A Masterclass on Selling Value: A Core Sales Competency

Mark Trinkle coaches on selling value.. and why it doesn’t happen. Watch below to learn more about an important Core Sales Competency.

Video Transcript:

Hello everyone! My name is Mark Trinkle, the Chief Growth Officer of Anthony Cole Training Group. And welcome to our most current edition of our Sales Brew- video style.

We as a training firm are constantly working with our clients on mastering Sales Competencies. And those of you who know us well are not surprised. There are 21 Core Competencies that a sales person needs to master, or at least be mindful of, in order to be effective in their career of sales. One of the 21 Core Competencies is called the “selling value” competency.

Can the salesperson sell based upon value?
Can they defend margin?
Can they protect margin, or do they have to cave in?
And always have the lowest price in order to win new business?

You know, I think there are three main reasons why salespeople struggle so much with that “selling value” competency. One of them is their belief system, and there’s a couple pieces to that one. Maybe that salesperson, at the end of the day, (and I’m going to be quiet here, just to make certain nobody hears me) Maybe they don’t believe in the value that they are talking about. They haven’t had a drink of the Kool-Aid. So they’re somewhat reluctant to plant their feet and sell on value. Maybe it’s not something they don’t believe in, maybe it’s something they do believe in. Maybe they are wired and born to haggle and born to negotiate, maybe that’s how they buy things in their personal life.

Maybe another reason why so many salespeople struggle with value is what we call the “weak pipeline effect.” What we know is that weak pipelines make cowards out of all of us, and if your pipeline is weak, you’re probably not all that crazy about the thought of walking away from a deal, or maybe losing a deal. And so, because you haven’t been prospecting, you haven’t been working with COIs, you haven’t been building your network. You haven’t been receiving your fair share of referrals. Your pipeline is a little dry. It’s running a little low. And if it’s low, you are generally going to be very reluctant to do anything to lose one of the few opportunities that you have.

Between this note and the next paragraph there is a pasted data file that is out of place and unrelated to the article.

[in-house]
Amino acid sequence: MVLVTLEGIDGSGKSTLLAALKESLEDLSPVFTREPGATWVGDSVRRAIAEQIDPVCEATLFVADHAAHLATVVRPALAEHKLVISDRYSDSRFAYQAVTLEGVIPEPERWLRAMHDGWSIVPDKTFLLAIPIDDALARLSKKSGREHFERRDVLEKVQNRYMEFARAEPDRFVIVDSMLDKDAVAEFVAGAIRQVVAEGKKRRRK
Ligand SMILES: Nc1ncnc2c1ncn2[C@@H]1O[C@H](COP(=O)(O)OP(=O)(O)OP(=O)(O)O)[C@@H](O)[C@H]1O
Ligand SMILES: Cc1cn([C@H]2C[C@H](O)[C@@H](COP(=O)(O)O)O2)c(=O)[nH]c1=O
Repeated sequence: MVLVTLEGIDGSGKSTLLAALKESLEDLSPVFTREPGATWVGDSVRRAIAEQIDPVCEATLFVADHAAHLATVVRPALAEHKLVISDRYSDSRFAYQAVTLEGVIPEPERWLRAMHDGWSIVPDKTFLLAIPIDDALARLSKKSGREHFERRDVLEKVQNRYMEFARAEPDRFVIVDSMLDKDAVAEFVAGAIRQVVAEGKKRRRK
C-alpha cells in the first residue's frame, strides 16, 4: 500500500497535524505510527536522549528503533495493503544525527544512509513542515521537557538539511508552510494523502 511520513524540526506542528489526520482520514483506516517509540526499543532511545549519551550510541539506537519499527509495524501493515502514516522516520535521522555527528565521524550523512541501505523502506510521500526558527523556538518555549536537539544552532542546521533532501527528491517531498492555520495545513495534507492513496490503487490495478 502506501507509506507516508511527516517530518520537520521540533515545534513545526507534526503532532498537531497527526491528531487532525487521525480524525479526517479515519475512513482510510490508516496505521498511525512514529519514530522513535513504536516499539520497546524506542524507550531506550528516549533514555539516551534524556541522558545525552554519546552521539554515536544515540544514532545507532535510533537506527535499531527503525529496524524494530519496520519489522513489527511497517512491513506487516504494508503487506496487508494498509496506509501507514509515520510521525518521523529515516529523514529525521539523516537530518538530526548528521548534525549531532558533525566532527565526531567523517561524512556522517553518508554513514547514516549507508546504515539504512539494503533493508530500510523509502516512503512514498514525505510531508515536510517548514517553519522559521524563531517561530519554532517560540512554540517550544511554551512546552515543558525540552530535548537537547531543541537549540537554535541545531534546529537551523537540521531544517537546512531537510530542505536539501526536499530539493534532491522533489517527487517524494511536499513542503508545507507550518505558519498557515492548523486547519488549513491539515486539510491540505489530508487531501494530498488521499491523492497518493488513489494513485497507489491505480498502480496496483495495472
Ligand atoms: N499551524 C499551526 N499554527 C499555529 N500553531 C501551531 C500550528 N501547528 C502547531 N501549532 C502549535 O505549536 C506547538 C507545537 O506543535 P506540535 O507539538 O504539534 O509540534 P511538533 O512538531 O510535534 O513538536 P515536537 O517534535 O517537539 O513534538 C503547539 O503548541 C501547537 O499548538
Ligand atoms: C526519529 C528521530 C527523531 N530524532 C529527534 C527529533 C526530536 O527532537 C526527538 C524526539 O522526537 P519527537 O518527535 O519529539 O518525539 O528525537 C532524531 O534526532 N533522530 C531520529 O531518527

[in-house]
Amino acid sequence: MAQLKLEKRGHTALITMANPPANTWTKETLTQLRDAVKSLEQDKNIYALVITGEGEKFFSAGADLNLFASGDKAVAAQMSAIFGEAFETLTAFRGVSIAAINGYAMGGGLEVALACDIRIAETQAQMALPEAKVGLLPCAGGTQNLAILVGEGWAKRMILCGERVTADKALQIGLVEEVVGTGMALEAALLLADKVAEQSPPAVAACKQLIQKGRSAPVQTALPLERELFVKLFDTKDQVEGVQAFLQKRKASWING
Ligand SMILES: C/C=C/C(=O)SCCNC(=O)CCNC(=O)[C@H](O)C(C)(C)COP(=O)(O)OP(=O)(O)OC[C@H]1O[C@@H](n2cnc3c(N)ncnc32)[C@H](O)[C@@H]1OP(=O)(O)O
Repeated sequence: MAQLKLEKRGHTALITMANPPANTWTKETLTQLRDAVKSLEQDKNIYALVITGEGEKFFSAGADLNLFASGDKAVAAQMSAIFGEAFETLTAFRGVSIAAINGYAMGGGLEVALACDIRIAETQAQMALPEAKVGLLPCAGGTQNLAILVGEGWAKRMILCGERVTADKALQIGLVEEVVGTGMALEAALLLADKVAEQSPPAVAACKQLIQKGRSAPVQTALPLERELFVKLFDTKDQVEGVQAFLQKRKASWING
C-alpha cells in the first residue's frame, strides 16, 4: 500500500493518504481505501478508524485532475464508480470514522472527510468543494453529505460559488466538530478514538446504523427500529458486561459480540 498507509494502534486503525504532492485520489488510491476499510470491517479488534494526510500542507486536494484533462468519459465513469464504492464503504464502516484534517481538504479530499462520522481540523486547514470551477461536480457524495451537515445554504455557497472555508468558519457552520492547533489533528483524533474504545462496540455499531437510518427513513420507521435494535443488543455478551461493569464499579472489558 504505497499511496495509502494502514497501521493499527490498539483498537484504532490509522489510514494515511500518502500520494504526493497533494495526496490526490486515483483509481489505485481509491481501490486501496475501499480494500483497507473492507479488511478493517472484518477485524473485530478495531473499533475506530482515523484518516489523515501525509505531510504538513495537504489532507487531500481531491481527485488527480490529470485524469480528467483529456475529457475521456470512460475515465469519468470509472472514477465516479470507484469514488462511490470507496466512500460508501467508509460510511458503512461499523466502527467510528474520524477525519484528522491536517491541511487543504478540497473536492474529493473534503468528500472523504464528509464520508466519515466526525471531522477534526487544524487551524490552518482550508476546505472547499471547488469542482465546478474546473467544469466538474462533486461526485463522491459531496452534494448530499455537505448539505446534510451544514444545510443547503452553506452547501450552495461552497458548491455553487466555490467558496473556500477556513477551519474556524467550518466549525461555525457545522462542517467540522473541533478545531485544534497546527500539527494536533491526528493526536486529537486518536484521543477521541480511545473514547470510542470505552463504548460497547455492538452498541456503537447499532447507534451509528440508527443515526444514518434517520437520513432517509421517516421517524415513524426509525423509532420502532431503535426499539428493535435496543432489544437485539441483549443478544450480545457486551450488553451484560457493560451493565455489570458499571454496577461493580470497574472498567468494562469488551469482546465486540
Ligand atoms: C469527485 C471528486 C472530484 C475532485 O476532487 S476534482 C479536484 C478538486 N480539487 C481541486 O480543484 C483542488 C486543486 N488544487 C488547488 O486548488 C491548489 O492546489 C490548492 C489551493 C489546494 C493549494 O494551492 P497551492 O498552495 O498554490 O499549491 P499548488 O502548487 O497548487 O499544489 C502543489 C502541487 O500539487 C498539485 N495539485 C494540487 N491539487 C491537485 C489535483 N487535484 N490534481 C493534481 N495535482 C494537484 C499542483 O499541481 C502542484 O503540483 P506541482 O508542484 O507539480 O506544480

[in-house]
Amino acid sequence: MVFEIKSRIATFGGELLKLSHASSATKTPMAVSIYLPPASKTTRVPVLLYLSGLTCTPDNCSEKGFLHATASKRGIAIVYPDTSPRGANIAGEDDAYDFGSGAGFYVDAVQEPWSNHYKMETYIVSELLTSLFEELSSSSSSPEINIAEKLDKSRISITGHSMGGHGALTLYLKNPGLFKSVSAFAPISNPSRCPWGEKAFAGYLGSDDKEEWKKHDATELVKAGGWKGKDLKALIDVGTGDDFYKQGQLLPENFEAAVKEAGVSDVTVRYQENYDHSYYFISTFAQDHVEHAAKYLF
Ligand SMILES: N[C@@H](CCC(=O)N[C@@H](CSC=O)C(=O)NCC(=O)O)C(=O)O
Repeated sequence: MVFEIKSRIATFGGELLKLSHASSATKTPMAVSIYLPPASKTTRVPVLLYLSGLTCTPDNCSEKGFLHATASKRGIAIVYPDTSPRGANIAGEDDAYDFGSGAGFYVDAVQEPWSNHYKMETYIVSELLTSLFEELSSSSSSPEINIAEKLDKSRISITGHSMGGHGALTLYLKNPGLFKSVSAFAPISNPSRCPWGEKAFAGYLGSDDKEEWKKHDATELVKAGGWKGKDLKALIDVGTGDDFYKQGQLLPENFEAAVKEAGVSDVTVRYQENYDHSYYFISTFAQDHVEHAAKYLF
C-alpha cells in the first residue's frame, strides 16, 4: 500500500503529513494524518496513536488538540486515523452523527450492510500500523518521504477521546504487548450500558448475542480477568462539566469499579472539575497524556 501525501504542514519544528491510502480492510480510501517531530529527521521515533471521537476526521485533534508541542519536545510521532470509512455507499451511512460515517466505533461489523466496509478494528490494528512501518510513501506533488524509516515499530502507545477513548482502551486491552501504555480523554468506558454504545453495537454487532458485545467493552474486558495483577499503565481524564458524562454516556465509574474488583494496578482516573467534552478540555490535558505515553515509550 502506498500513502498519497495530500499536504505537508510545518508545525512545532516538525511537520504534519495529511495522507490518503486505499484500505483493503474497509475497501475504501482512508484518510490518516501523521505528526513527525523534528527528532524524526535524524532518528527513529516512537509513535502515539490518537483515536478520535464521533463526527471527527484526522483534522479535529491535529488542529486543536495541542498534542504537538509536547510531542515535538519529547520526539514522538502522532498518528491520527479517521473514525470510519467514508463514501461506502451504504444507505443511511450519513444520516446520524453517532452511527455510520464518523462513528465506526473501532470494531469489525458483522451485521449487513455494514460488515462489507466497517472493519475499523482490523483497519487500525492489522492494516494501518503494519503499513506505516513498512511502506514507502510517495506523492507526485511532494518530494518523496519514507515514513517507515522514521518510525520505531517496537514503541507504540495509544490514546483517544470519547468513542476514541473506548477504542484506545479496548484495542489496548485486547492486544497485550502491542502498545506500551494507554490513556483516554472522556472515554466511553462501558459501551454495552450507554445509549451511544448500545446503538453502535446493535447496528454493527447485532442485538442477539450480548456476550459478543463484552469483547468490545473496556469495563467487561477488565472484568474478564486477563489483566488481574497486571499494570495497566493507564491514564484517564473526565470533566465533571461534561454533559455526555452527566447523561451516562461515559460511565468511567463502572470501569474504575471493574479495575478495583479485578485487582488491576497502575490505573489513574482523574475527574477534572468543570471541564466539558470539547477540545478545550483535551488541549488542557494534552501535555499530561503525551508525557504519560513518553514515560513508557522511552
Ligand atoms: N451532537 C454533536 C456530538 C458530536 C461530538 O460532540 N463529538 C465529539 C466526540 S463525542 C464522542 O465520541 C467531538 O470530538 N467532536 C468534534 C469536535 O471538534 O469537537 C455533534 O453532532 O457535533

And then the third reason, maybe they just don’t know how to do it. Maybe salespeople don’t know how to position value. They don’t know how to actually do it. And of course, the doing of it, the selling value, means you position it properly in the sales process. It means you’re asking questions to pull the prospect into a conversation. It means you’re not teaching the prospect what to think, you’re teaching that prospect how to think and you’re asking questions that position you as a consultative sales professional, as a trusted advisor, and someone who is already adding value, even though they don’t currently work with you.

I love this quote by John Ruskin and I’m going to read it. Let me be very clear that it’s a lengthy quote, but it comes from John Ruskin, and it goes like this. “There’s hardly anything in the world that someone cannot make a little worse and sell a little cheaper. And the people who consider price alone, are that person’s lawful prey. It’s un-wise to pay too much, but it’s worse to pay too little. When you pay too much, you lose a little money. That’s all. But when you pay too little, you sometimes lose everything because the thing you bought was incapable of doing the thing it was bought to do.”

The common law of business balance prohibits paying a little and getting a lot. It can’t be done. If you deal with the lowest bidder, It is well to add something for the risk you run. And if you do that, you’ll probably have enough to pay for something better. So for you, the next time you feel that urge to want to cut, cave, and negotiate, maybe you pivot instead, and you have a conversation. And when your prospect tells you that they can get what you’re offering for less, you simply ask them, I’m curious. Why do you think it’s so much less? And how important is it to you? And if you’re really courageous, you encourage them to add a little bit of a surcharge to that lower quote, that lower bid, just in case the thing they want, or need it to do, that thing can’t be capable of doing it.

Have a great day. Take care.

From Chief Growth Officer, Mark Trinkle

21 Core

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